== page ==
Nursing Implications and Procedure


  • Positively identify the patient using at least two unique identifiers before providing care, treatment, or services.
  • Patient Teaching:  Inform the patient this test can assist in evaluating magnesium balance.
  • Obtain a history of the patient’s complaints, including a list of known allergens, especially allergies or sensitivities to latex.
  • Obtain a history of the patient’s endocrine, gastrointestinal, and genitourinary systems; symptoms; and results of previously performed laboratory tests and diagnostic and surgical procedures.
  • Obtain a list of the patient’s current medications, including herbs, nutritional supplements, and nutraceuticals (see Effects of Natural Products on Laboratory Values).
  • Review the procedure with the patient. Provide a nonmetallic urinal, bedpan, or toilet-mounted collection device. Address concerns about pain related to the procedure. Explain to the patient that there should be no discomfort during the procedure.
  • Usually a 24-hr time frame for urine collection is ordered. Inform the patient that all urine must be saved during that 24-hr period. Instruct the patient not to void directly into the laboratory collection container. Instruct the patient to avoid defecating in the collection device and to keep toilet tissue out of the collection device to prevent contamination of the specimen. Place a sign in the bathroom to remind the patient to save all urine.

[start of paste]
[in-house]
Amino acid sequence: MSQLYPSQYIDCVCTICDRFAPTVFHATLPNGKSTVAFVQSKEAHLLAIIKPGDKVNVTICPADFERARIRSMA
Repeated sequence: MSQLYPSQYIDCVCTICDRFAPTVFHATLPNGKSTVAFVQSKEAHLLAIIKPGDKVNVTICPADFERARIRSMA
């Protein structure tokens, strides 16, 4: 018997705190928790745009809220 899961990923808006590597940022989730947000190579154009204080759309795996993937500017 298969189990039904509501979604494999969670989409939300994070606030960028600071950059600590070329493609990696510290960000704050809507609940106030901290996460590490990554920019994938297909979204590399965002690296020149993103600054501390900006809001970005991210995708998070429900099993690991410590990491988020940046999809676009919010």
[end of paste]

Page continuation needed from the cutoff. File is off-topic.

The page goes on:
• Instruct the patient to void all urine into the collection device and then to pour the urine into the laboratory collection container. Alternatively, the specimen can be left in the collection device for a health-care staff member to add to the laboratory collection container.
  • Sensitivity to social and cultural issues,  as well as concern for modesty, is important in providing psychological support before, during, and after the procedure.
  • Instruct the patient to avoid excessive exercise and stress during the 24-hr collection of urine.
  • Note that there are no food, fluid, or medication restrictions unless by medical direction.


  • Potential complications: N/A
  • Ensure that the patient has complied with activity restrictions during the procedure.
  • Avoid the use of equipment containing latex if the patient has a history of allergic reaction to latex.
  • Instruct the patient to cooperate fully and to follow directions.
  • Observe standard precautions, and follow the general guidelines in Patient Preparation and Specimen Collection. Positively identify the patient, and label the appropriate specimen container with the corresponding patient demographics, initials of the person collecting the specimen, date, and time of collection.
  • Random Specimen (Collect in Early Morning)

  • Clean-Catch Specimen
  • Instruct the male patient to (1) thoroughly wash his hands, (2) cleanse the meatus, (3) void a small amount into the toilet, and (4) void directly into the specimen container.
  • Instruct the female patient to (1) thoroughly wash her hands; (2) cleanse the labia from front to back; (3) while keeping the labia separated, void a small amount into the toilet; and (4) without interrupting the urine stream, void directly into the specimen container.
  • Indwelling Catheter
  • Put on gloves. Empty drainage tube of urine. It may be necessary to clamp off the catheter for 15 to 30 min before specimen collection. Cleanse specimen port with antiseptic swab, and then aspirate 5 mL of urine with a 21- to 25-gauge needle and syringe. Transfer urine to a sterile container.